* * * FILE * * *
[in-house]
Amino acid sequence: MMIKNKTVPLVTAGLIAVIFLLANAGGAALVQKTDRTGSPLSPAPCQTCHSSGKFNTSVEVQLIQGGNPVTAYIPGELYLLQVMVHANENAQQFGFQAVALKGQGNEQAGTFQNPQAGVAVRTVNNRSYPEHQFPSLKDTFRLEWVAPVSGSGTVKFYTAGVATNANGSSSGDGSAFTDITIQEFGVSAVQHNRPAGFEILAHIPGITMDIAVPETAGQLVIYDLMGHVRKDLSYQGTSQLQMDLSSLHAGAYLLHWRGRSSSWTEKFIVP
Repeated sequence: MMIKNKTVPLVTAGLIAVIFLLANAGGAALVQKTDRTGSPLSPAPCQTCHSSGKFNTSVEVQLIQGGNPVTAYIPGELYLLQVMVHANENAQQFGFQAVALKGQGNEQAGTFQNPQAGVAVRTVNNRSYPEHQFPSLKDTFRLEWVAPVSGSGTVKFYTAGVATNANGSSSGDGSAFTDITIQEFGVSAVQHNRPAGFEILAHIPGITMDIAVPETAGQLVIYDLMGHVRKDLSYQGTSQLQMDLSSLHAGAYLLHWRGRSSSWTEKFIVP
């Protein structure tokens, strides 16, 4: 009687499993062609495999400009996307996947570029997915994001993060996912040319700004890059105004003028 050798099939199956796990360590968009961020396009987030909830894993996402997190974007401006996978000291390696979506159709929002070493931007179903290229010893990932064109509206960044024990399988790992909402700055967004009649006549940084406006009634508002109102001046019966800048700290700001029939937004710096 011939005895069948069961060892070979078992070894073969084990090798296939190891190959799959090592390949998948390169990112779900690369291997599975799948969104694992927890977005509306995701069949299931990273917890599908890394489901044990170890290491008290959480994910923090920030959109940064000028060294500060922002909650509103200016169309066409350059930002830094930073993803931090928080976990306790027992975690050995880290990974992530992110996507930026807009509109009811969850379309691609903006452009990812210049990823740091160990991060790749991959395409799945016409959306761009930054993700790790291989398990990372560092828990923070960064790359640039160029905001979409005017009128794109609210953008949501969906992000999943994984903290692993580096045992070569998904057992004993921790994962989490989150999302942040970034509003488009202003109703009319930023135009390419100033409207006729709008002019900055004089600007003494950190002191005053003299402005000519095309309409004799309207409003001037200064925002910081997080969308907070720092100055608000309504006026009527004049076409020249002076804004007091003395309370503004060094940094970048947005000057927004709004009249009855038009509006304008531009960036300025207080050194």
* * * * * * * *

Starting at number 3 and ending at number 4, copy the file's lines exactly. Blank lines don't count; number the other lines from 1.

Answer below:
Repeated sequence: MMIKNKTVPLVTAGLIAVIFLLANAGGAALVQKTDRTGSPLSPAPCQTCHSSGKFNTSVEVQLIQGGNPVTAYIPGELYLLQVMVHANENAQQFGFQAVALKGQGNEQAGTFQNPQAGVAVRTVNNRSYPEHQFPSLKDTFRLEWVAPVSGSGTVKFYTAGVATNANGSSSGDGSAFTDITIQEFGVSAVQHNRPAGFEILAHIPGITMDIAVPETAGQLVIYDLMGHVRKDLSYQGTSQLQMDLSSLHAGAYLLHWRGRSSSWTEKFIVP
């Protein structure tokens, strides 16, 4: 009687499993062609495999400009996307996947570029997915994001993060996912040319700004890059105004003028 050798099939199956796990360590968009961020396009987030909830894993996402997190974007401006996978000291390696979506159709929002070493931007179903290229010893990932064109509206960044024990399988790992909402700055967004009649006549940084406006009634508002109102001046019966800048700290700001029939937004710096 011939005895069948069961060892070979078992070894073969084990090798296939190891190959799959090592390949998948390169990112779900690369291997599975799948969104694992927890977005509306995701069949299931990273917890599908890394489901044990170890290491008290959480994910923090920030959109940064000028060294500060922002909650509103200016169309066409350059930002830094930073993803931090928080976990306790027992975690050995880290990974992530992110996507930026807009509109009811969850379309691609903006452009990812210049990823740091160990991060790749991959395409799945016409959306761009930054993700790790291989398990990372560092828990923070960064790359640039160029905001979409005017009128794109609210953008949501969906992000999943994984903290692993580096045992070569998904057992004993921790994962989490989150999302942040970034509003488009202003109703009319930023135009390419100033409207006729709008002019900055004089600007003494950190002191005053003299402005000519095309309409004799309207409003001037200064925002910081997080969308907070720092100055608000309504006026009527004049076409020249002076804004007091003395309370503004060094940094970048947005000057927004709004009249009855038009509006304008531009960036300025207080050194």